14. Indeed. Many things have proprietary wall warts anyway, with ferrite stubs
    (like my turntable/RIAA preamp compo, each came with its own 16 V wall
    wart;the preamp, a Cambridge Audio ( 540 PP moving
    magnet preamp, 16 V with a ferrit stub, the turntable, a Pro-ject
    (www.project-audio.com_ )Debut III with a physically (and probably
    electrically) same 16 V wall wart, with the same male jack, but without a
    ferrit stub). The only place I've seen that has a dc grid, is a 300 MW steam
    power station, fossil fired with brown coal, but I have forgotten the
    details, since it's been 15 years or so. It's in Kozani, west macedonia (not
    the country, province of Greece). They needed it for the excitation circuits
    of the main alternators. While large AC trasformers have a very high
    efficiency (99% at full load) wall warts have a much lower, 50% IIRC. And if
    they're DC/DC it needs more advanced technology. Not mentioning needing
    probably #4 wires for the DC grid of a residence....
  15. Guest

    Remember that 9 volts will loose voltage in a short run. By
    the time you get it trough a wire from one end of the house to
    another, you might be down to 7 volts and that might not work too
  16. Look at the URL, it's for a popup window.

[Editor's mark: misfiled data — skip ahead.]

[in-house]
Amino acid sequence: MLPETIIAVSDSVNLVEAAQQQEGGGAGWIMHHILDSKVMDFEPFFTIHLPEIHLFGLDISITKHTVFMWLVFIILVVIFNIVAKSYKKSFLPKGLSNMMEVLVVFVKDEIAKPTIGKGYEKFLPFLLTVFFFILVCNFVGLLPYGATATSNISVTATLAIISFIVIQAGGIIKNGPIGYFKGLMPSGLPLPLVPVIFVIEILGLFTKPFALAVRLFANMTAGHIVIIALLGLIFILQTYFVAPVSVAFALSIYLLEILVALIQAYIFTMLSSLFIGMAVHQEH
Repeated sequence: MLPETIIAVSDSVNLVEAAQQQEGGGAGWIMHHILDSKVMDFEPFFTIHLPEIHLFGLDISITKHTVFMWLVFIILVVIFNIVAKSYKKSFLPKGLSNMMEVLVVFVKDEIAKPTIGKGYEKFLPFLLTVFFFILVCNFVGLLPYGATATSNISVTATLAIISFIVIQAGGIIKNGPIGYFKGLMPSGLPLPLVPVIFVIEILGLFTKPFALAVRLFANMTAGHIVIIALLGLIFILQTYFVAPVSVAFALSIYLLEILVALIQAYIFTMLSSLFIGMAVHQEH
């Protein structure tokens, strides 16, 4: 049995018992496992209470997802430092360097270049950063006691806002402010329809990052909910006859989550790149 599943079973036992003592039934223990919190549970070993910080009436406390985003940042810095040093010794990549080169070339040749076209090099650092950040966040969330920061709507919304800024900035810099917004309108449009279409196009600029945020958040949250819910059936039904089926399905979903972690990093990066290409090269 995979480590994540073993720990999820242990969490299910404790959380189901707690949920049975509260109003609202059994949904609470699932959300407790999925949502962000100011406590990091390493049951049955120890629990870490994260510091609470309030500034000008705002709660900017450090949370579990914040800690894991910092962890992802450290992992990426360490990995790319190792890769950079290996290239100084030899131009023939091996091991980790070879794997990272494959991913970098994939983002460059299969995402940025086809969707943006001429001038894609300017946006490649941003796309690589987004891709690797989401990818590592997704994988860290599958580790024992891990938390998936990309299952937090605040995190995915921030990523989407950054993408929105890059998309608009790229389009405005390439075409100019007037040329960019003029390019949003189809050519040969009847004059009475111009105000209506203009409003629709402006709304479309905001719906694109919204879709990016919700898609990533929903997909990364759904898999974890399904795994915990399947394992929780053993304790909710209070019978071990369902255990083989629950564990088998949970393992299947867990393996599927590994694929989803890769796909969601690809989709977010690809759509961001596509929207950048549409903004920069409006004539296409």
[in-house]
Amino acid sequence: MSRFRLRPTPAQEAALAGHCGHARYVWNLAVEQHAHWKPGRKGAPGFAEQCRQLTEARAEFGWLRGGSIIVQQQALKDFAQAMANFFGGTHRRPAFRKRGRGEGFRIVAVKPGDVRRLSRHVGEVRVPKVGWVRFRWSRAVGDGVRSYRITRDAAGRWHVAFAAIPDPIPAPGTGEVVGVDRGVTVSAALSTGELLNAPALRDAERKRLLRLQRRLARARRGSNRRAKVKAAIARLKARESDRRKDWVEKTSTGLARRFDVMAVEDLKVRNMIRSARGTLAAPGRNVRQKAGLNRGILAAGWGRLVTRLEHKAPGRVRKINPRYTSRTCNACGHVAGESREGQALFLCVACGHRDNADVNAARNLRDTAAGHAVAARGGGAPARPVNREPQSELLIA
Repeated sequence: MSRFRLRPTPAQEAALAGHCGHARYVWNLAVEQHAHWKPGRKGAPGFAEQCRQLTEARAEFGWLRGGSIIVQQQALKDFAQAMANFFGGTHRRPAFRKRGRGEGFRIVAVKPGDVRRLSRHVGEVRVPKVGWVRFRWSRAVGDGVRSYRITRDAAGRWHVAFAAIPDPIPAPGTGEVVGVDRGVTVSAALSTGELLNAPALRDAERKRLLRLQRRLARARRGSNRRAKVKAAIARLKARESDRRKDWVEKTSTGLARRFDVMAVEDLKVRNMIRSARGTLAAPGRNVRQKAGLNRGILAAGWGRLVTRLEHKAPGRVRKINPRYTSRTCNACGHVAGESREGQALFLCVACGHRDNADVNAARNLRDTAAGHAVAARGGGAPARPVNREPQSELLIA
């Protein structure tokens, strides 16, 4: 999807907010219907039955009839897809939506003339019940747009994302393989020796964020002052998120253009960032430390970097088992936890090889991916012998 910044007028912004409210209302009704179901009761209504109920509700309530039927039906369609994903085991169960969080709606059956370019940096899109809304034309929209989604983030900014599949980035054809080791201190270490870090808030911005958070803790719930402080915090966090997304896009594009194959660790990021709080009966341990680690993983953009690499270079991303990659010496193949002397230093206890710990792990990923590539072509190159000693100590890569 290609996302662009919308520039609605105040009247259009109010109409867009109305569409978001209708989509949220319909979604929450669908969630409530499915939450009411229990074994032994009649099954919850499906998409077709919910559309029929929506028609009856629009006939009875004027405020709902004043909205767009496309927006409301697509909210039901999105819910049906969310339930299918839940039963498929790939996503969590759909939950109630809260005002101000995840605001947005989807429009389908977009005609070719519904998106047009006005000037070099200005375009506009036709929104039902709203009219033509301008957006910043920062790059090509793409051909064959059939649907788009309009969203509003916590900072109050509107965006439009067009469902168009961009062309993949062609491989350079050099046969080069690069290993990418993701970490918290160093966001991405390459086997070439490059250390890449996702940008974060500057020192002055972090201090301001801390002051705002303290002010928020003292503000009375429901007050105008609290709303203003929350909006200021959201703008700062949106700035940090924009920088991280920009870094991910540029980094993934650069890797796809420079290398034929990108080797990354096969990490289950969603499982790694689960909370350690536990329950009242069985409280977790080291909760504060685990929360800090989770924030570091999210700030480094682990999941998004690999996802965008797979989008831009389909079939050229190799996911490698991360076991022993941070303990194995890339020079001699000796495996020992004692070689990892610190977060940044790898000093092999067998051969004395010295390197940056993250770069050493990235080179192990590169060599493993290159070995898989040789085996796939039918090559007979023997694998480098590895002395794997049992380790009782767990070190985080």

17. My suggestion would be for a 48 volt DC system. Plain
    old telephone service uses 48 volts DC for battery and
    PoE, power over Ethernet is usually 48 volts DC. The
    wire size could be smaller than that for a lower voltage
    system and the 78xx type regulators are very inexpensive
    and come in a variety of wattage ratings for stepping
    down the voltages. The technology to pull it off is not
    exotic and can be done with all off the shelf parts.
    Solar and wind power could integrate quite easily with
    such a system.

  18. Bill

    Bill Guest

    In my case, basically for higher reliability of some electronic gizmos. Also
    to have pretty much maintenance free electronic gizmos so far as battery
    replacement goes.

    I live in a rural area and the electricity goes out at least twice a

    And I've had problems with phone answering machines which need to have the
    time reset each time the power goes out. Or other models the batteries wear
    out quickly during a power outage. So my phone answering machine needs
    constant attention!

    Then I have about 7 battery operated clocks (due to power outages), 6
    battery electronic thermometers for temperature monitoring because I have a
    wood stove and want to keep an eye on the temperatures when I am in other
    rooms of the house, then about 6 battery smoke detectors / CO detectors
    everywhere (again for wood stove monitoring).

    Basically I frequently need to replace a battery in something. It would be
    nice to have just one central battery and not worry about it except once
    every several years!
  19. krw

    krw Guest

    Think "transformer".
    The maximum "safe" voltage. There is a reason power transmission is
    in the hundreds of KV. AC.
    You really want to waste power, don't you?
    Not everyone wants to waste ten times the power they use.
  20. Do you have the slightest clue of what the discussion
    is about? It's a hypothetical discussion about a DC power
    distribution system for a home. I neither seek to impose
    a standard or ridicule the ideas of others. I do have about
    four decades of experience with all things electrical and
    electronic but sadly, I don't know everything. I wish I did.